Sport

Taranaki’s ‘bully boy’ tactics unable to intimidate Mako

Mitch Hunt and Tima Faingaanuku, background, combined superbly for two of the Mako tries. Photo: Shuttersport.

At halftime in Sunday’s Tasman v Taranaki match-up at the Bullring in New Plymouth one of the ‘Naki coaching staff let slip that the home side had talked before the game of “being the bully”.

And it was clear from the outset that the Amber and Blacks, renowned for their uncompromising forward play, were intent on “bullying” their high-flying opponents from the top of the south.

To some extent it worked, Taranaki bringing early intensity at the breakdown and ferocity in defence. However, that sort of effort takes its toll and, if their rivals are patient, as Tasman generally were, they can absorb the pressure and find other ways to unlock the defence.

Mitchell Hunt’s pinpoint cross kicks created two superbly-executed Mako tries, the other pair of touchdowns coming through relentless close-quarter play, achieved when the opposition were fatigued from tackling themselves into the ground.

When the final whistle sounded there was only one “bully” left standing tall at Yarrow Stadium.

There is plenty to like about this Mako side, who now lead the premiership by five points. One is their ability to adapt the way they attack to what their opposition bring, another is their willingness to use the ball from all areas of the ground, and at a pace that very few teams can live with.

With this approach, mistakes are bound to occur. After all bodies are moving onto the ball at maximum speed and close to the tackle line.

That’s where the other integral part of the Mako game comes in. Their defence is well-organised, desperate and hard-hitting. And that occurs right across the park, making them a tough proposition to tip over, as a gallant but ultimately out-gunned Taranaki side found out.

Tasman co-head coach Andrew Goodman said his side knew the home side were going to bring a physical approach to the table.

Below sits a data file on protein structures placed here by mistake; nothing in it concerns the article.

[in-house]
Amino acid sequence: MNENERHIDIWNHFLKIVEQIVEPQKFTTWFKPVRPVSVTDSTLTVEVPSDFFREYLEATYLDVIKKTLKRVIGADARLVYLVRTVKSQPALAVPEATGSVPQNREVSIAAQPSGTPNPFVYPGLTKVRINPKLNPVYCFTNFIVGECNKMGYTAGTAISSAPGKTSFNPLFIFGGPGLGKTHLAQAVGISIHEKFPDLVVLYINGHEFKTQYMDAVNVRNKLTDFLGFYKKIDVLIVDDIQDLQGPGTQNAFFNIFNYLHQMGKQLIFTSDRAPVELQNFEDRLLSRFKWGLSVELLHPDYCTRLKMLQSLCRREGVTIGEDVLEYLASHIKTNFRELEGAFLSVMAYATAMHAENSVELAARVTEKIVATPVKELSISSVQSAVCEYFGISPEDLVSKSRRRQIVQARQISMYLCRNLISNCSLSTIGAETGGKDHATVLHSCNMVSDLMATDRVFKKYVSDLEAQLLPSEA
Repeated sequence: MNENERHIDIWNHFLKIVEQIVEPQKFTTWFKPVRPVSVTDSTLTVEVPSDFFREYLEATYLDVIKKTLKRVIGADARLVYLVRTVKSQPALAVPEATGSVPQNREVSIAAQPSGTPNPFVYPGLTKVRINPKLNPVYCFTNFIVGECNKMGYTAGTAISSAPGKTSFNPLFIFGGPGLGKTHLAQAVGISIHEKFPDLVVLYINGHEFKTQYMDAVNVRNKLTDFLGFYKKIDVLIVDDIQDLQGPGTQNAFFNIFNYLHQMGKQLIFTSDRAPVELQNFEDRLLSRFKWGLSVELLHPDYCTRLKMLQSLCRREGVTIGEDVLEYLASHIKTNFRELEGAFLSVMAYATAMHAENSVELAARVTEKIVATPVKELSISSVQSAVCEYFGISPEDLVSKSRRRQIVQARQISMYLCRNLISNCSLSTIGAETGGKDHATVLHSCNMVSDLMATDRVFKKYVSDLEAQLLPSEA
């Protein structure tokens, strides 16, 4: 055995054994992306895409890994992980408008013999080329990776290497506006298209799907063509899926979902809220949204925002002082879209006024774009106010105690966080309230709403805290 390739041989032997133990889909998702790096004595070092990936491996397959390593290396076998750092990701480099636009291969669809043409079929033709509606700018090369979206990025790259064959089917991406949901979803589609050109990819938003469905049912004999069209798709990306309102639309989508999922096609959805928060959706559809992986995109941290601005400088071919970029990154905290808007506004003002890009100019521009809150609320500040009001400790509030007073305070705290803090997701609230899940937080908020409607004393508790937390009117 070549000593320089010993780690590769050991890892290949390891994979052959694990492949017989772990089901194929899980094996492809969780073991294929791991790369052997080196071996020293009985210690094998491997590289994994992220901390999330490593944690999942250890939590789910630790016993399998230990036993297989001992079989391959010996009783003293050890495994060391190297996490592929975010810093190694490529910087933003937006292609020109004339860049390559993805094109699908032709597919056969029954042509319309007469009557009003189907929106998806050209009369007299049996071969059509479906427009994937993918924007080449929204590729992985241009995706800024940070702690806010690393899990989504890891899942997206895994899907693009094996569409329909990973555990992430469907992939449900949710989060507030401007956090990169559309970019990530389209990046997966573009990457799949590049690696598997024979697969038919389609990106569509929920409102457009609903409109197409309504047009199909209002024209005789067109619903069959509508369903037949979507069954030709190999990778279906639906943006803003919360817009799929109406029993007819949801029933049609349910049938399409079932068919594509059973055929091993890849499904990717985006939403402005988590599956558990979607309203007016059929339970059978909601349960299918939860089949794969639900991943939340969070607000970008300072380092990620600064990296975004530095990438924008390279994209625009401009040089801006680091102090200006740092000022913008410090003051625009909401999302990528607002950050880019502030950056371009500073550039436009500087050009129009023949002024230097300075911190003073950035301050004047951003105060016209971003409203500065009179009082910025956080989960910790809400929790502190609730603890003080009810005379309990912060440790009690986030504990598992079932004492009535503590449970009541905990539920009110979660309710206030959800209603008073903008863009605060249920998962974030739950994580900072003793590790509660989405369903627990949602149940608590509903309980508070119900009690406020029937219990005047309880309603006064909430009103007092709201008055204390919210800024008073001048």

“We could probably have adjusted a little earlier with our body height … but when we got that right we got some good go-forward ball and were able to exploit a bit of space.

“They were definitely strong around the breakdown area, threw some numbers in and slowed out ball down.”

Goodman felt the physicality of the match, and the way they had dealt with it would benefit the Mako going into their next match, against Counties Manukau, another team renowned for their robust approach, on Friday.

“[This game’s] given us some areas we need to tidy up before then so we can get the speed of ball that we like to play with.”

With a short turnaround before the Mako’s next game, recovery is paramount and injuries, especially in key positions, can slow momentum. Goodman said immediately after the match he hadn’t ascertained the extent of the knock to prop Tyrel Lomax that saw him leave the field early in the first half.

“Fingers crossed he’s not too bad, but it was great to see Crocky [Wyatt Crockett] get through 40 on his return to play and it seems everyone else got through pretty well although there will be some sore bodies no doubt.”

A major plus for the Mako on Sunday came at lineout time where they stole a high percentage of their rival’s throws, curtailing their attacking ambitions.

“The boys have done a lot of hard work on our lineout defence,” said Goodman, “it’s always rewarding when something like that pays off.”

Another feature of Tasman’s efforts so far has been the positive way they have approached all aspects of the game, taking the opportunity to express themselves in what Goodman describes as “the Mako way”.

After picking up maximum points from probably their toughest examination of the current campaign, sorry about that Canterbury, it seems that is definitely the right way to go.

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